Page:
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Aug 092011
Bullseye View

My Bullseye View comes from detailed and objective observation of behavior and the accurate determination of cause and effect, or rather, stimulus and response. When I see something occur, I believe it occurred for a reason, always. If it was not as expected I wonder and try to determine why. If things repeatedly re-occur that way, then I am sure.

Then as I see obvious patterns in behavior, I can do two things. One is to rewind the video of what I just saw occur, as accurately as possible. This is a visual skill as a result of constant practice. I am not speaking of using a video camera, although one certainly could and I do recommend it where possible.  Everyone may possess this capability in some way, but may not necessarily be that good at it for a number of reasons which includes the lack of use.

The second thing I do is watch the whole behavior sequence again and again, either through setting it up intentionally, as I might in a training session.  Or if it is a naturally occurring situation, I watch it again under circumstances I expect it to occur and am prepared for it to occur.  Through knowing what I am looking for (my memory of previous behavior has given me this information), I can observe it occur closely from an earlier point in the sequence and preferably before the stimulus, or cause of the resulting behavior sequence occurs.  Being able to see the exact stimulus that causes a behavior and the exact instant behavior begins to change allows you to begin to understand how it occurs and what makes it worse and what makes it better.  You begin to see it occur earlier in the sequence of behaviors and are able to interject and modify behavior before the stimulus occurs, and therefore modifying the response that results.

As I repeat this in training I would be adding additional factors like excitement and motion to see how they impact the resulting behavior sequence and the goal in training is to keep it as close to a desired sequence of behaviors as possible (or a precise complex behavior too).If you add to much motion, or too much excitement, new and undesired behavior might appear, but you can see the cause, because  you just added it and it was not here previously, so you can adjust and repeat it an prevent the undesired behavior. If you added excitement, or speed, or distance and got what you wanted, great.  But if it became something you did not want, you can see that what you added caused the resulting undesired behavior.  That allows you to adjust your behavior and the situation  again so your dog can be successful and achieve  the desired behavior as a result of a particular stimulus or event.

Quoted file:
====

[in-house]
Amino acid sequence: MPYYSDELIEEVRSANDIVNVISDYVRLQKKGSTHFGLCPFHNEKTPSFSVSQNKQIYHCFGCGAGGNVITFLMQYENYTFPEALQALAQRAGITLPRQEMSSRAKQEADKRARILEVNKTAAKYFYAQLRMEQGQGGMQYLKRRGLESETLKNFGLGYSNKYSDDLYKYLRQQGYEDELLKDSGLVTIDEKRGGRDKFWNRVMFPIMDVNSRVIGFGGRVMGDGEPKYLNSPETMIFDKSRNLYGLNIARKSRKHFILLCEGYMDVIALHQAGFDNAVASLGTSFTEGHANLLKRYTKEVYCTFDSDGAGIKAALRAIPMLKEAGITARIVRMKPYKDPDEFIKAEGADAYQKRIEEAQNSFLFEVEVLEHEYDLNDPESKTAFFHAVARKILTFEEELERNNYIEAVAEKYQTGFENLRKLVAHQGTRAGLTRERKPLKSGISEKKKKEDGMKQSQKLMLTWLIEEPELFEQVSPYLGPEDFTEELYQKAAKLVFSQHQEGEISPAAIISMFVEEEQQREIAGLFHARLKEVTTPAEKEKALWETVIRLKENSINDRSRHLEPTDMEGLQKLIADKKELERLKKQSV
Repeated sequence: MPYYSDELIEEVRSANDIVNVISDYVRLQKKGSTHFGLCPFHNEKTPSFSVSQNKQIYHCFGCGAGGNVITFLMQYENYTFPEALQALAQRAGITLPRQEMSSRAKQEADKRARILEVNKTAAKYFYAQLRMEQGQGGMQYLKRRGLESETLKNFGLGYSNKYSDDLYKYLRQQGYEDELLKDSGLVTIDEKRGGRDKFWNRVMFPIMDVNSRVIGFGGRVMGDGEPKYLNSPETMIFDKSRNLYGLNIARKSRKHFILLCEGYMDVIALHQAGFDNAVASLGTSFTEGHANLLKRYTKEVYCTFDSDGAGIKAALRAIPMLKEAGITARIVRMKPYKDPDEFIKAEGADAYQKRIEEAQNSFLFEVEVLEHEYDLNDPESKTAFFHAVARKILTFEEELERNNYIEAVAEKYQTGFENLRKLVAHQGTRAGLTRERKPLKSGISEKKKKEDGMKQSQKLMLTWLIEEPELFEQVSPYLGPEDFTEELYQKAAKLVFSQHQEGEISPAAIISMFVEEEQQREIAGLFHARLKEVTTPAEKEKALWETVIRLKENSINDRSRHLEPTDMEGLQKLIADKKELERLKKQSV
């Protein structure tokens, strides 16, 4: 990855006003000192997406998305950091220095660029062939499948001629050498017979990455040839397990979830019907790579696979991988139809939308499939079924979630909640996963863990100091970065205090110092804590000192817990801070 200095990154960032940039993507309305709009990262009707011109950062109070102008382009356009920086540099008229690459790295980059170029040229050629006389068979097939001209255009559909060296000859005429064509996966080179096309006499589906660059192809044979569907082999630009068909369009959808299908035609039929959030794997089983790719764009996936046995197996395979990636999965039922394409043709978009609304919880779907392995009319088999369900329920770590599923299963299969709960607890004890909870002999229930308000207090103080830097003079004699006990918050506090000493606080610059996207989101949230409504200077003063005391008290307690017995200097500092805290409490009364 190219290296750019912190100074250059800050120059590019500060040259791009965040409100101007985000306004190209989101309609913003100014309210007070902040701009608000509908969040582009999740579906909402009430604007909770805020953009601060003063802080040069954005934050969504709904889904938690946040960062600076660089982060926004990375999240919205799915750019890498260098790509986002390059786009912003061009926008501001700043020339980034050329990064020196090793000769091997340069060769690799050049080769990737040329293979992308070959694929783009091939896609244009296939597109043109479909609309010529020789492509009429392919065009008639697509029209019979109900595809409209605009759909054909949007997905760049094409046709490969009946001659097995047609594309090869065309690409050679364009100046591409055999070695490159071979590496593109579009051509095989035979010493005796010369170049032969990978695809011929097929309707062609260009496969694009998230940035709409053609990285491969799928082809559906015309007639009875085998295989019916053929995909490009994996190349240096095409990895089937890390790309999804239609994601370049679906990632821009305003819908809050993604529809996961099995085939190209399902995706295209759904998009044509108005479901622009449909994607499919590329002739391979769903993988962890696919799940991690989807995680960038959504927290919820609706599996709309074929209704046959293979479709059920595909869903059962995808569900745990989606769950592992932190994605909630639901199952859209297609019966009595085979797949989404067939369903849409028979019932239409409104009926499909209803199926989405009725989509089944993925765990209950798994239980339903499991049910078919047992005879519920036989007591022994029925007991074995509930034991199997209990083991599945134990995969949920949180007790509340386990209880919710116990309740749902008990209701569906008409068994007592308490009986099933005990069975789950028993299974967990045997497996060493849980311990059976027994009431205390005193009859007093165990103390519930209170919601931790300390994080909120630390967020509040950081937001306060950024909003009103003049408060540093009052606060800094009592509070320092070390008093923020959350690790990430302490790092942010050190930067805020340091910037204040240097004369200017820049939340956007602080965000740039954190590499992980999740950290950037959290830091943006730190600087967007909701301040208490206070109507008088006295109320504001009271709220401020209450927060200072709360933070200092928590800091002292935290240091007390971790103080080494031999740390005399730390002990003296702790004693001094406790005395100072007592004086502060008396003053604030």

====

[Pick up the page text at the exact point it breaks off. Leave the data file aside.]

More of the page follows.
In the real world while walking, playing, working, etc; this would mean to include other things into the performance of complex behavior to precisely shape it into what you want it to be such as getting closer to the cause of the behavior (eg. a strange thing in a yard, or maybe  dog behind a fence), for example  in order to add excitement., or a little controlled stress while you help your dog stay calm and controlled.  Each time a sequence of behavior is repeated, there are changes and you need to be watching closely each time to see if you are closer to the behavior you want, or not. I f you can see the cause of behavior vary AND the result of behavior vary as a result, you can understand how and why the behavior occurs.

If you are not closer to the desired behavior, assume something in the sequence altered the outcome negatively. Determine what that was by cycling through repetitions and vary the changes in conditions carefully (controlled environment).  You will be able to see the cause of the failure or change in performance as the pattern emerges, adjust your behavior,  train it precisely and achieve a more desired result .

Modifying behavior successfully to be more appropriate, or desired behavior as opposed to undesired behavior requires you to watch your dog and observe what they do on a regular basis and under normal conditions.  When their behavior varies to stressed, or anxious, or maybe excited, you can see the cause of that anxiety , or stress clearly and that allows you to do something and act upon what you see.  No excuses, no incorrect assumptions.  When you have more experience, you will begin to be able to trust what you see and you will see things before they become a problem.

Richard Ford




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